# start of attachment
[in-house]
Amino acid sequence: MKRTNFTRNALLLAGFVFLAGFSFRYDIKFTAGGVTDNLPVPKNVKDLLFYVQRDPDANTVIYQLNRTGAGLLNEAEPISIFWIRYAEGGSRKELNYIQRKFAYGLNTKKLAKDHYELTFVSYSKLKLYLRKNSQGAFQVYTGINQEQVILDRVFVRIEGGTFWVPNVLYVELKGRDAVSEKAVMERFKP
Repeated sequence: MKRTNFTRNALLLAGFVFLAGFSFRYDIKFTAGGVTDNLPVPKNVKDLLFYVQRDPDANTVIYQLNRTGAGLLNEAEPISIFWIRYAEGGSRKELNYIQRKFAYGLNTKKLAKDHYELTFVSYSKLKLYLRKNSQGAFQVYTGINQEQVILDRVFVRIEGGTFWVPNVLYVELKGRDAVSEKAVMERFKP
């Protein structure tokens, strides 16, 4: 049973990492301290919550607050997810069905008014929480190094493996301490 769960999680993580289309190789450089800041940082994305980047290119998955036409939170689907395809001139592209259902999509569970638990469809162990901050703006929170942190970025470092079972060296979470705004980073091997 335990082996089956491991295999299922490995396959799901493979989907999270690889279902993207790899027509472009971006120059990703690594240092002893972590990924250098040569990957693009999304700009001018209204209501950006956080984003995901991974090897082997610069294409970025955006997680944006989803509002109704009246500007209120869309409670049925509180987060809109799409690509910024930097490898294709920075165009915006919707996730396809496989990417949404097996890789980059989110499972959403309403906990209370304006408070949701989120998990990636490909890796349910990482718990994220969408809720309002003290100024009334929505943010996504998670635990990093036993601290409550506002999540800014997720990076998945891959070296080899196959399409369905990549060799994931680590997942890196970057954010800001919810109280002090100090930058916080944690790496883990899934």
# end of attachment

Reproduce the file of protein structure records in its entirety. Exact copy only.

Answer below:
[in-house]
Amino acid sequence: MKRTNFTRNALLLAGFVFLAGFSFRYDIKFTAGGVTDNLPVPKNVKDLLFYVQRDPDANTVIYQLNRTGAGLLNEAEPISIFWIRYAEGGSRKELNYIQRKFAYGLNTKKLAKDHYELTFVSYSKLKLYLRKNSQGAFQVYTGINQEQVILDRVFVRIEGGTFWVPNVLYVELKGRDAVSEKAVMERFKP
Repeated sequence: MKRTNFTRNALLLAGFVFLAGFSFRYDIKFTAGGVTDNLPVPKNVKDLLFYVQRDPDANTVIYQLNRTGAGLLNEAEPISIFWIRYAEGGSRKELNYIQRKFAYGLNTKKLAKDHYELTFVSYSKLKLYLRKNSQGAFQVYTGINQEQVILDRVFVRIEGGTFWVPNVLYVELKGRDAVSEKAVMERFKP
């Protein structure tokens, strides 16, 4: 049973990492301290919550607050997810069905008014929480190094493996301490 769960999680993580289309190789450089800041940082994305980047290119998955036409939170689907395809001139592209259902999509569970638990469809162990901050703006929170942190970025470092079972060296979470705004980073091997 335990082996089956491991295999299922490995396959799901493979989907999270690889279902993207790899027509472009971006120059990703690594240092002893972590990924250098040569990957693009999304700009001018209204209501950006956080984003995901991974090897082997610069294409970025955006997680944006989803509002109704009246500007209120869309409670049925509180987060809109799409690509910024930097490898294709920075165009915006919707996730396809496989990417949404097996890789980059989110499972959403309403906990209370304006408070949701989120998990990636490909890796349910990482718990994220969408809720309002003290100024009334929505943010996504998670635990990093036993601290409550506002999540800014997720990076998945891959070296080899196959399409369905990549060799994931680590997942890196970057954010800001919810109280002090100090930058916080944690790496883990899934």